The whole book of Deuteronomy reflects the joy experienced by the Israelites as they discover the richness and beauty of the land of Canaan. Written centuries after the stories of Moses’ life and death, it shares, with all who listen, the wonder of what they had received in the past. It was theirs by the gift of God, not by their own strength or will. In today’s reading, the people are cautioned that when they reach the promised land they may feel inclined to believe that it was through their own skills that they had acquired all these blessings.

The Luke reading describes Jesus’ encounter as he journeys to Jerusalem with some people living with leprosy. People afflicted with leprosy or some similarly debilitating skin disease lived in isolated villages, segregated from others because of their illness, but close enough to receive charity. Interestingly, the band of ten outcasts who travelled together was made up of nine Jews and one Samaritan. Under different circumstances, the Jews would have had nothing to do with a Samaritan. But here they band together out of common need! Sometimes we learn through painful experience what our ignorance prevents us from discovering when all is going well!

The ten people with leprosy, keeping the appropriately prescribed distance, call out for Jesus to heal them. Jesus responds by telling them to go and show themselves to the priest, an official act to be performed when a person was healed of a skin disease. (Leviticus 13 & 14)

Although they are not yet healed, those with leprosy trust Jesus and hurry off to see the priests. On their way, the story records, they are healed! When the Samaritan realizes this, he returns to Jesus to express his gratitude. It appears that the other nine forgot to give thanks. Jesus blesses the Samaritan and says, “Your faith has made you well.” The others may have been cured of leprosy, but it was the outcast Samaritan who had been made whole.  It may be helpful here to note that the Greek word for wholeness is often translated as salvation.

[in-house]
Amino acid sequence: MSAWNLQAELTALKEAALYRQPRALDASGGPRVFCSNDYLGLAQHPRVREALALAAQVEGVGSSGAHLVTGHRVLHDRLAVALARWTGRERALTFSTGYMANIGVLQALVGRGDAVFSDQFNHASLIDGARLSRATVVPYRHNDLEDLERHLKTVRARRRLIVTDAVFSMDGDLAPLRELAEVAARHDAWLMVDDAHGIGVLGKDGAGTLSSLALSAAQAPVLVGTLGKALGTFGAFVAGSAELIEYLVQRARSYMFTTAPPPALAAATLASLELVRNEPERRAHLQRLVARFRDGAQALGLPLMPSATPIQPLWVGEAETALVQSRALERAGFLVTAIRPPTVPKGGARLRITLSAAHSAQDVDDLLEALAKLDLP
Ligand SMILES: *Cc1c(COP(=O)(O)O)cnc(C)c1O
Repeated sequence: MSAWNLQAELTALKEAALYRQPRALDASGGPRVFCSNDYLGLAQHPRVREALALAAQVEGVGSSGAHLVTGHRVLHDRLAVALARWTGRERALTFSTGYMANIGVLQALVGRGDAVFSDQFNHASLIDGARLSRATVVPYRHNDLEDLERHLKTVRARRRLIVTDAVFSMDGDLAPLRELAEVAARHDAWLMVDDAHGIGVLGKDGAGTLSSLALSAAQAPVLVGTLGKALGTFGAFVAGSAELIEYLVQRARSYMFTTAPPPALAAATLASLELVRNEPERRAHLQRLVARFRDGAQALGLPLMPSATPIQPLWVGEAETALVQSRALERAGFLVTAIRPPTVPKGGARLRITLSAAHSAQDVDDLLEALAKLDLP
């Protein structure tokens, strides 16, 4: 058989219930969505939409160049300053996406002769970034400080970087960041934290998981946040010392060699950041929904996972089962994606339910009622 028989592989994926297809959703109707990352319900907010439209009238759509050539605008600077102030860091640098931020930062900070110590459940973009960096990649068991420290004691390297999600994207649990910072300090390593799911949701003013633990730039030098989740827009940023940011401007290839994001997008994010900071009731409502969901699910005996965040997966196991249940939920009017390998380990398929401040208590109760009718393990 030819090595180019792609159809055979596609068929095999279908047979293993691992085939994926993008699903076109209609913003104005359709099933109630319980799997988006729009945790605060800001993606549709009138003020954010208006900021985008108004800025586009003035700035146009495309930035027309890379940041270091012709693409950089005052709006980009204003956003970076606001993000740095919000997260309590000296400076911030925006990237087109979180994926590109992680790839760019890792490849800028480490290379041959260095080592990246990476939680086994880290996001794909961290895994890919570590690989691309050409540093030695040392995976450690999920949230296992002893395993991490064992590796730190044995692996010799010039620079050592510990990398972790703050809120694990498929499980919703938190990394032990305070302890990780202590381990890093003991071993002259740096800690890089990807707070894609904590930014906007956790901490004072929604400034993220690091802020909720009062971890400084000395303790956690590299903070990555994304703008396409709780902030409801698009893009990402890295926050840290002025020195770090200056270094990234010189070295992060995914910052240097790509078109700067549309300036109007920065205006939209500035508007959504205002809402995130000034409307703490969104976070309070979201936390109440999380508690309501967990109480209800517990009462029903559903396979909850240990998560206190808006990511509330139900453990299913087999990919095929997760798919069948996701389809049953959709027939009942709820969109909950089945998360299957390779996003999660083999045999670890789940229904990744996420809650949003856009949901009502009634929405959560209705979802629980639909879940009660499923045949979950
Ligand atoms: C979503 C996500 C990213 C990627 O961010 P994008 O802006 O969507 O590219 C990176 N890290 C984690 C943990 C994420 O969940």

Ten were healed, but only one recognized the healing for what it was. When he saw the healing, the Samaritan did not just celebrate his good fortune; he returned to praise God and fall on his face before Jesus in the manner of profound gratitude. What about the other nine?  One may wonder if the absence of the ability to be grateful reveals a self-centeredness or an attitude that one deserves more. 

Last week, I read an insightful article in the latest ‘United Church Observer’ about giving thanks.  In her article, titled, “Giving Thanks amid Uncertainty,” the Rev. Trisha Elliott says that thanking God is easy when things go right, but hardship can foster a more radical kind of gratitude.  Quoting another writer, she says that there are many moving stories of people who have expressed gratitude in extremely difficult times: “Through their acts of gratitude, they did not let themselves be defined by death and destruction.  Because of gratitude, death did not have dominion.”